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Bazaarvoice: Growing globally but firmly rooted in Belfast

In just 12 months, Bazaarvoice has increased its Belfast workforce by 50%, acquired a company, and continued to hire talented people throughout the crisis while growing its roots here deeper each day. Ulster Business speaks to site lead and vice-president of R&D, Seamus Cushley and talent partner Laura Lunn, about putting people at the centre of what they do. Bazaarvoice is doing things slightly differently to the competition


Ross Hompstead, Chris Clements, Seamus Cushley, Ashleigh Fournier Thompson, Allan Hunter and Laura Lunn. Pic Elaine Hill

Ross Hompstead, Chris Clements, Seamus Cushley, Ashleigh Fournier Thompson, Allan Hunter and Laura Lunn. Pic Elaine Hill

Ross Hompstead, Chris Clements, Seamus Cushley, Ashleigh Fournier Thompson, Allan Hunter and Laura Lunn. Pic Elaine Hill

For Bazaarvoice, the last year has been something of a whirlwind in cementing its position in both Northern Ireland and the global marketplace.

The business will mark the end of 12 months of growth, reaching around 100 staff and continuing to develop technology products, and working with some of the world’s biggest brands, all while continuing to put its people at the centre of everything it does – Bazaarvoice is consciously embedding its roots deeper in Northern Ireland.

Bazaarvoice’s extensive global retail and social network, product-passionate community, and enterprise-level technology provide the tools brands and retailers need to create smarter shopper experiences across the entire customer journey.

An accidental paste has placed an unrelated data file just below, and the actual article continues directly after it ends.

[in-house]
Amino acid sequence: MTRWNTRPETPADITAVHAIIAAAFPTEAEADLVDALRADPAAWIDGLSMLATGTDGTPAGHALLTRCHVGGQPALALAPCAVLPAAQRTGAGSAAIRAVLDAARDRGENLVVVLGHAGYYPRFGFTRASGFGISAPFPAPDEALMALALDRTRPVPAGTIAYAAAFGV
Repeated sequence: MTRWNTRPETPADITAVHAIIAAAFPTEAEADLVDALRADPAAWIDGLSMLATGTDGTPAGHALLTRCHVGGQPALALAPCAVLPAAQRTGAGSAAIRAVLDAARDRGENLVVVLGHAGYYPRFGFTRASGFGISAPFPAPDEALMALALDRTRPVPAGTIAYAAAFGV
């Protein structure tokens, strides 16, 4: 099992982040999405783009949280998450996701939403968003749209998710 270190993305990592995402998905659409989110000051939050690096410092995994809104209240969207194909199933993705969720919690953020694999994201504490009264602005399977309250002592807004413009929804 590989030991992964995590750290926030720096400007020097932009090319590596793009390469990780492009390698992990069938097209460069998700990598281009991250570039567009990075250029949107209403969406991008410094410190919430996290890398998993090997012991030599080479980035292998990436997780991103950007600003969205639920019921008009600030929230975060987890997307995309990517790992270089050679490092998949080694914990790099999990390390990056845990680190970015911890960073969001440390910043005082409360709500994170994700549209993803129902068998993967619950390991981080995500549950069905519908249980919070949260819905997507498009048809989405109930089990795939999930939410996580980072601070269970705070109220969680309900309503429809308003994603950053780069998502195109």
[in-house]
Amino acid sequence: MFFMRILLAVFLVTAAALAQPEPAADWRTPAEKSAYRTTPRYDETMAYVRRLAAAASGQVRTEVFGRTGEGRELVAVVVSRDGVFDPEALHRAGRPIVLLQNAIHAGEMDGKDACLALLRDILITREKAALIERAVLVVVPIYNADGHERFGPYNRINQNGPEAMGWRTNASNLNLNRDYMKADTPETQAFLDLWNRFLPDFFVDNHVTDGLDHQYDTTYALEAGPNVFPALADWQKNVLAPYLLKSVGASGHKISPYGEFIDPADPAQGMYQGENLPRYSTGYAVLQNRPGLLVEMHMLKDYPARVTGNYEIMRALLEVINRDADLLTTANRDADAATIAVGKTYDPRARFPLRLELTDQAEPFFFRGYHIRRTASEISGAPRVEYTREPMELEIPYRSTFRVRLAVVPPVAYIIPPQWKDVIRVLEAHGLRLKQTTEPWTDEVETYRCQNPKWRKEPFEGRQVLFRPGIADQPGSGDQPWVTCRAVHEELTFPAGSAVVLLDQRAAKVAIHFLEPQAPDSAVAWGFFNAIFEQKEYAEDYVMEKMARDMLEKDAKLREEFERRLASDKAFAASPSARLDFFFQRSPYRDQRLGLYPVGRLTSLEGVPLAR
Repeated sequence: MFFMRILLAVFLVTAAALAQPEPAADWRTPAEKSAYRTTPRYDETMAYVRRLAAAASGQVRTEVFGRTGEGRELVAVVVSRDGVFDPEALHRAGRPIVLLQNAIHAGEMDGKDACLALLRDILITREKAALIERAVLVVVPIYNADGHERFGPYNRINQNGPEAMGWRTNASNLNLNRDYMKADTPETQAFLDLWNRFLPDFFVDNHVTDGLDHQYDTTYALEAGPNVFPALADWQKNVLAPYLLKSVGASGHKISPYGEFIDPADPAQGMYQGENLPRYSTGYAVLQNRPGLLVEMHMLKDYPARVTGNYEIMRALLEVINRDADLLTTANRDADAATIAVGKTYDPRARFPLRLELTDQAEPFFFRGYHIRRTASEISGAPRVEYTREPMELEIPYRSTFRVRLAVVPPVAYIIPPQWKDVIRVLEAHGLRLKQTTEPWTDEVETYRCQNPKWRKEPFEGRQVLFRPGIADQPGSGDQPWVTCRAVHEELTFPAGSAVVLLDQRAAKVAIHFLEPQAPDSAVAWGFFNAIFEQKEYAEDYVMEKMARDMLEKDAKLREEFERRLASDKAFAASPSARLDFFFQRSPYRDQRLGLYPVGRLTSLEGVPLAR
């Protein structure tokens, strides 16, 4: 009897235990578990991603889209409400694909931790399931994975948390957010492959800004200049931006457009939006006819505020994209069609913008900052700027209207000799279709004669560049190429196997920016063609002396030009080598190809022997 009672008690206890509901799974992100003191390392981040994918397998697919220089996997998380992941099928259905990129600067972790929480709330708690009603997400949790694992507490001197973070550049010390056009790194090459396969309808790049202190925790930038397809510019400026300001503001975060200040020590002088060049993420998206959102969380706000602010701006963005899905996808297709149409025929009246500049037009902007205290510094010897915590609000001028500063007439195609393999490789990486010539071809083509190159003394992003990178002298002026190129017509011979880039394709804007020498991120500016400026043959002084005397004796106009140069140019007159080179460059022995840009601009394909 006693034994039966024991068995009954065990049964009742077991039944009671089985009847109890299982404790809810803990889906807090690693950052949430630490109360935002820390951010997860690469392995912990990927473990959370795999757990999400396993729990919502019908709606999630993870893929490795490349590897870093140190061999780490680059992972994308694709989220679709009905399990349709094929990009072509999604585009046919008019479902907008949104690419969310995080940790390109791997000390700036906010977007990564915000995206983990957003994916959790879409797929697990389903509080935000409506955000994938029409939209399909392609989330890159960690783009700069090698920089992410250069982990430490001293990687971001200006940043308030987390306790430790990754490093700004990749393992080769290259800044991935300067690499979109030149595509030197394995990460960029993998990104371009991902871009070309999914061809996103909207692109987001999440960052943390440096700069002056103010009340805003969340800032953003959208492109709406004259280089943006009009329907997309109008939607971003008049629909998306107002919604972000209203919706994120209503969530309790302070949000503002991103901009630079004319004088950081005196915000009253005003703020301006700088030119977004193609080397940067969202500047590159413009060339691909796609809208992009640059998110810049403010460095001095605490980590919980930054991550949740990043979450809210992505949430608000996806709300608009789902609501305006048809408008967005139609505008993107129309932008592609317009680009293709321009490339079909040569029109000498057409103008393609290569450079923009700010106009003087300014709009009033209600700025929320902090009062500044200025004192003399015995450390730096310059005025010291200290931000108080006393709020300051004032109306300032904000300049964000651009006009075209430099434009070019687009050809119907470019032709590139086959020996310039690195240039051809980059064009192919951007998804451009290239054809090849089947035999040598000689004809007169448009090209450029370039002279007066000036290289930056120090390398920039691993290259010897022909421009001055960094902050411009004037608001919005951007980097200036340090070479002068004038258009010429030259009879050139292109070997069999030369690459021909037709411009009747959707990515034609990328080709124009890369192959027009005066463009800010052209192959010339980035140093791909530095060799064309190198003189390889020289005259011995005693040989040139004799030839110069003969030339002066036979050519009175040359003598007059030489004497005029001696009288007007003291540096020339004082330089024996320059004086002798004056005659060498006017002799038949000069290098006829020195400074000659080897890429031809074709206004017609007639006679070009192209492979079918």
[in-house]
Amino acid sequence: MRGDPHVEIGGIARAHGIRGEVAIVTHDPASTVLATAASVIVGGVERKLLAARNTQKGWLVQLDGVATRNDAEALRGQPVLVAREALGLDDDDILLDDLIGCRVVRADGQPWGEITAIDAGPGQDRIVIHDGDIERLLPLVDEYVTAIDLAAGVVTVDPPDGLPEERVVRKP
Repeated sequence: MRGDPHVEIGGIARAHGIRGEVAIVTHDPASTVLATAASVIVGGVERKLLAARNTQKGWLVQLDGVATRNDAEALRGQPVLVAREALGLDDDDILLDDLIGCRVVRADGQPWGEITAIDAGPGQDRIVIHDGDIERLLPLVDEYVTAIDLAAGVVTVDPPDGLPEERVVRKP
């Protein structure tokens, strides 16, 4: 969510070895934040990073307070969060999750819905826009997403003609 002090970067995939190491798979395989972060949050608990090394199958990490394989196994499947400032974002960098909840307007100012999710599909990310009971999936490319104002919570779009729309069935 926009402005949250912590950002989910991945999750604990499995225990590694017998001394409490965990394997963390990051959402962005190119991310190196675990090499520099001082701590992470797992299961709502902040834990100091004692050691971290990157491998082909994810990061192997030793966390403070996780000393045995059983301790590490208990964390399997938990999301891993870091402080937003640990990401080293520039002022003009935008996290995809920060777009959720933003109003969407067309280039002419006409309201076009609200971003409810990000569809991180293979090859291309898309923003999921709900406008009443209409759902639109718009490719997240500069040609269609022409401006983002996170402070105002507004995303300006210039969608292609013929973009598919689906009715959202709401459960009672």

“I took the opportunity to join this company, which was about to expand internationally, because of the potential it had to scale up and to make the Belfast operation core to that expansion.”

The company, which is headquartered in the US, works with an impressive roster of well-known brands and retailers, in fact they work with more than 11,500 brands, of which 1,750 are retailers.

And its flourishing Belfast operation is key to that success. But its Northern Ireland office has its own identity, a high-level of autonomy and a unique character within its workforce.

“The challenge we faced was deciding to take a people-led change,” Seamus says. “We made a big investment in what type of people we wanted to hire, grow, and develop. We’ve redesigned how we attract the best people, how we hire them, and how we interview them."

Seamus says it’s about building a team like no other in the tech sector here – requiring problem-solving, emotional intelligence and the adaptability to work with some of the world’s biggest brands while maintaining a scale and sense of a business very much anchored in Belfast.

There is a demand and thirst for more information, from the buyer, to understand why they’re purchasing something.”

“What we have found that over the last few months – with more people moving online – there has been a real interest in how people make decisions when purchasing. That includes customer trends moving from online retail for clothes and consumer goods towards essential items, such as groceries. The shift caused by the global coronavirus pandemic means people are now regularly checking out reviews for cleaning products. It’s the depth and richness this data can provide to a brand which has been key to Bazaarvoice’s success.”

The business now has almost 80 people in Belfast, and the plan is to raise that number to 100 people by early 2021. They have continued to hire throughout the coronavirus pandemic – bringing in 39 people across all levels since the end of May.

“We are small in terms of being a global business, but the scope and reach of what we do is incredible,” Laura says.